Having really enjoyed working with the Destiny is Brewing Lenormand (self-published, 2014), I thought I’d give a little overview of the cards and the companion book (available separately through Amazon).
The card stock is good, flexible, sturdy and easy to shuffle. There are 40 cards in total, with two Man and Woman cards and two extras: the Cuckoo Clock and a card that is actually just a place holder – both sides decorated with the card back image of a teapot on a background of stars. However, I didn’t realise that wasn’t intentional, and it could perfectly well be used, perhaps named ‘Destiny’ 😀
The Man and Woman cards offer a choice between a very elegant couple, who look like Audrey Hepburn and perhaps Humphrey Bogart, and a gypsy couple. As for the Cuckoo Clock, this card is offered to use as a timing card. It is dedicated to Johann Kaspar Hechtel, the creator of the original Game of Hope cards which were the precursor to the Petit Lenormand deck, and a cuckoo clock was chosen because of its link to both time and to the Black Forest in Germany, Hechtel’s native land.
The theme of images within and/or on the teacups is a lovely notion, linking these cards to the origins of the ideas found in the Coffee Grounds Cards known as the Game of the Germans in the 1780’s and 90’s. Likewise, this theme is continued in the companion book, where meanings for tea leaf readings based on the Lenormand images are given with more traditional Lenormand interpretations. These bring in the concept of near and far, which can of course also be applied in reading larger spreads, especially the Grand Tableau. The book also gives tea leaf interpretations for other common images such as a violin or nut in a section at the back of the book. So, a two-in-one system!
There are many charming images in the deck. A personal favourite of mine is the Storks card, which looks like an extremely fancy porcelain cup from Meissen or some similar manufacturer. Inside the cup are a couple of eggs, pointing to the “baby” interpretation which some readers give to this card. The image also demonstrates the interesting way in which the Court card images have been incorporated – with a semi-black-and-white depiction at the bottom of the image. You can’t see it very well, but this Queen of Hearts actually has a teacup in her hand, too 😉 Other than that, the playing card associations are included as the number or letter within the suit symbol in the bottom left hand corner of the card.
There is a very clever element to many of the cards. For instance, the Mountain card shows an upside down teacup with a mountain on it, creating an obstacle in itself. The Snake card holds a feminine, flowered cup tipped over on its side, with a snake winding through the handle and around the cup and saucer. The Child card has teacups as seats on a merry-go-round ride, with a girl enjoying the fun.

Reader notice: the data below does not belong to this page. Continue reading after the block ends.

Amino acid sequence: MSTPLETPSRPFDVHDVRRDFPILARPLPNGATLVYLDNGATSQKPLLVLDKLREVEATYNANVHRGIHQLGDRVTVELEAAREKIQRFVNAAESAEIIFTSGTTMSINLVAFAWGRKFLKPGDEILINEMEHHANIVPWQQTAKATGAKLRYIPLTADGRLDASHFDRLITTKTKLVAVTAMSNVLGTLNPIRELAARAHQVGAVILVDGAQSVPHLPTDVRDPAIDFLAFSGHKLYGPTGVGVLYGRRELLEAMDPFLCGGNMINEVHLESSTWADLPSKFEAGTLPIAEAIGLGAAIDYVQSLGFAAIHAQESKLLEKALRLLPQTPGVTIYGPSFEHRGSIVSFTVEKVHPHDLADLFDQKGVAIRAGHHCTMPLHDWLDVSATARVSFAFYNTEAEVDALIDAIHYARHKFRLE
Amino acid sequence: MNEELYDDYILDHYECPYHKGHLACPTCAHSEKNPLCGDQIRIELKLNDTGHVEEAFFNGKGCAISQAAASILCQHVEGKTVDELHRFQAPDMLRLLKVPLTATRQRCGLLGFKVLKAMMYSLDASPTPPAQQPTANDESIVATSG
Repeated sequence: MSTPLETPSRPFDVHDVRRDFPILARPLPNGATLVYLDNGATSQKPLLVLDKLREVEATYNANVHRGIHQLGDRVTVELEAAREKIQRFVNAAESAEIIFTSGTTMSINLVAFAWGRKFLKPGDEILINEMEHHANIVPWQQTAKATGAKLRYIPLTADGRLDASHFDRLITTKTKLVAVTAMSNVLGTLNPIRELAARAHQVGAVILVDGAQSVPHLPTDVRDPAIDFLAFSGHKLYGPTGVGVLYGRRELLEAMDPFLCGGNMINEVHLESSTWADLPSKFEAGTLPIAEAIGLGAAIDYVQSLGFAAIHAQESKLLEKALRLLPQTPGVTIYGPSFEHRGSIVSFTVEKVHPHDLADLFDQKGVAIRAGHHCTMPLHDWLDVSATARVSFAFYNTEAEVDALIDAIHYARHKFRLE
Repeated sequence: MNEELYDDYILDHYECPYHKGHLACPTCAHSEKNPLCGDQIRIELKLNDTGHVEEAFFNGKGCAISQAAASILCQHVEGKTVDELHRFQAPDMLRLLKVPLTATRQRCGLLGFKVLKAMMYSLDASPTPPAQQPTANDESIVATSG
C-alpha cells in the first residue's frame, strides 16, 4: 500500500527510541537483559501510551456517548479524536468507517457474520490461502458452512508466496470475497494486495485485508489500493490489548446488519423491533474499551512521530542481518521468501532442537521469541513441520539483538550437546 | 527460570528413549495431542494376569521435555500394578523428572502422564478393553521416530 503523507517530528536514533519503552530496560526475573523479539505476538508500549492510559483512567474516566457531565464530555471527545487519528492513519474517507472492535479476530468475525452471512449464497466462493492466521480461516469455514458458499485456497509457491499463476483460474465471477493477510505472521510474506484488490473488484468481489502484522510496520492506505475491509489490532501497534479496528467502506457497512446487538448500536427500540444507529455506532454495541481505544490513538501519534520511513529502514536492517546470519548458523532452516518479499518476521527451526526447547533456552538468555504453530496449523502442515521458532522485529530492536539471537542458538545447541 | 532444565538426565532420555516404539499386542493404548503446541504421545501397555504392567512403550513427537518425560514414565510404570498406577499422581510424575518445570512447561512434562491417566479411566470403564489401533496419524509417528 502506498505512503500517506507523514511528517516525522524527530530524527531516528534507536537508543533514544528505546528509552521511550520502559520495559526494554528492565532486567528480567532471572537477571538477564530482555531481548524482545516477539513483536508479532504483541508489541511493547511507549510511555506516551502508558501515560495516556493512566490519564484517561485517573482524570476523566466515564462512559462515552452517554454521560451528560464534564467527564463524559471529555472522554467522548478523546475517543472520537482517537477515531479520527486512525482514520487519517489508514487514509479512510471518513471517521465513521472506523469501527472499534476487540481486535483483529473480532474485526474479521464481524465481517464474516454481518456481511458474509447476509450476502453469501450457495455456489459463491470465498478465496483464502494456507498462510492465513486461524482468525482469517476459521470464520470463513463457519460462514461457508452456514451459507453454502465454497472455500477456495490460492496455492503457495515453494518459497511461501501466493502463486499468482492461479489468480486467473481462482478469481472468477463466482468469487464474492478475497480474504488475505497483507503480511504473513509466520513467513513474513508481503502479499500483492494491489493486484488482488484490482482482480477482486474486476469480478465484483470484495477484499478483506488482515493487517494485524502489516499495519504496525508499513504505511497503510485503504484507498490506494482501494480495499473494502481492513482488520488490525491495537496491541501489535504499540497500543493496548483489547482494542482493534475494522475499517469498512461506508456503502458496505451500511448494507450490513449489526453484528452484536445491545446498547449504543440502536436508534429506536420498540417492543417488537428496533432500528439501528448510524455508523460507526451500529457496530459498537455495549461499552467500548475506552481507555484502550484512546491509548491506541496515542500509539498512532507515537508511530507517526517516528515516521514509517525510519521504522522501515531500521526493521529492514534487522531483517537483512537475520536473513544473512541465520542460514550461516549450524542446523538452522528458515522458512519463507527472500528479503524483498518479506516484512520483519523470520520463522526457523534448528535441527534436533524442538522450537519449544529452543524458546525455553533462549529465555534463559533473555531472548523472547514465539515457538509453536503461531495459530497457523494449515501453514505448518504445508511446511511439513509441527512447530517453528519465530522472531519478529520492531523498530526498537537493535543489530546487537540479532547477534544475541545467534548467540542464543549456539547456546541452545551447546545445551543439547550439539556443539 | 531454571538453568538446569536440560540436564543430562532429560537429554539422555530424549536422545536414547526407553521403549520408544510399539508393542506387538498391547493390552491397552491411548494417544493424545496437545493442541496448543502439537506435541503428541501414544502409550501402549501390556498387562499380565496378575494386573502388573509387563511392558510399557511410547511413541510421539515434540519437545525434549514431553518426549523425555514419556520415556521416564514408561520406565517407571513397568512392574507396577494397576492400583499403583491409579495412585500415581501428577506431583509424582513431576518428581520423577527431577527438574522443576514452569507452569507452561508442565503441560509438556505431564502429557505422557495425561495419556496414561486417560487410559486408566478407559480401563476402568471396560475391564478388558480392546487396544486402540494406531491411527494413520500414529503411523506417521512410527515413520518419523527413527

The only card that doesn’t work as well for me, personally, is the Paths card. I have no objection to the signposts (a device also used in the Bärtschi Lenormand), and in fact really like the clever directions. These include the Spiritual Path, the Yellow Brick Road, and the Road Less Travelled! There is also a nod to Mademoiselle Lenormand, as we appear to actually be on the Rue de Tournon, where she kept a house. However, I find the spaghetti junction of roads in the background overly busy, and the teacup is so subtle as to be almost non-existent.
As for the companion book, it is lovely quality, with full-page colour images of all the cards, as well coloured backgrounds on many pages, and smaller colour images for the sample readings. I was surprised to realise it was a print-on-demand, through Amazon – this kind of service has progressed so much in recent years!
As well as the beautiful presentation, the book gives traditional interpretations for all of the cards, as well as near and far meanings (under the heading of tea leaf readings). There are lots of sample readings to demonstrate the different spreads and ways of reading the author suggests, which I always enjoy reading. And Gummersall also has some interesting suggestions on timing, using her extra Cuckoo Clock card. She has clearly read up on the history of the development of the Lenormand cards, giving a good run-down of the Coffee Ground cards, Hechtel, and Mademoiselle Lenormand, too. There is a decent section on the Grand Tableau. I was a little surprised to see a basic counting approach to reading the Grand Tableau defined as the ‘Destiny Is Brewing’ Spread, but that is a minor point. There is also a suggestion for a Fortune Teller Spread, which uses two decks, a pair of dice and a figurine – very interesting.
Overall, then, the cards are very well thought out, and quite beautiful. The companion book has a solid basis in tradition, and interesting additional suggestions. All in all, it’s a lovely set for either beginners or more seasoned Lenormand readers.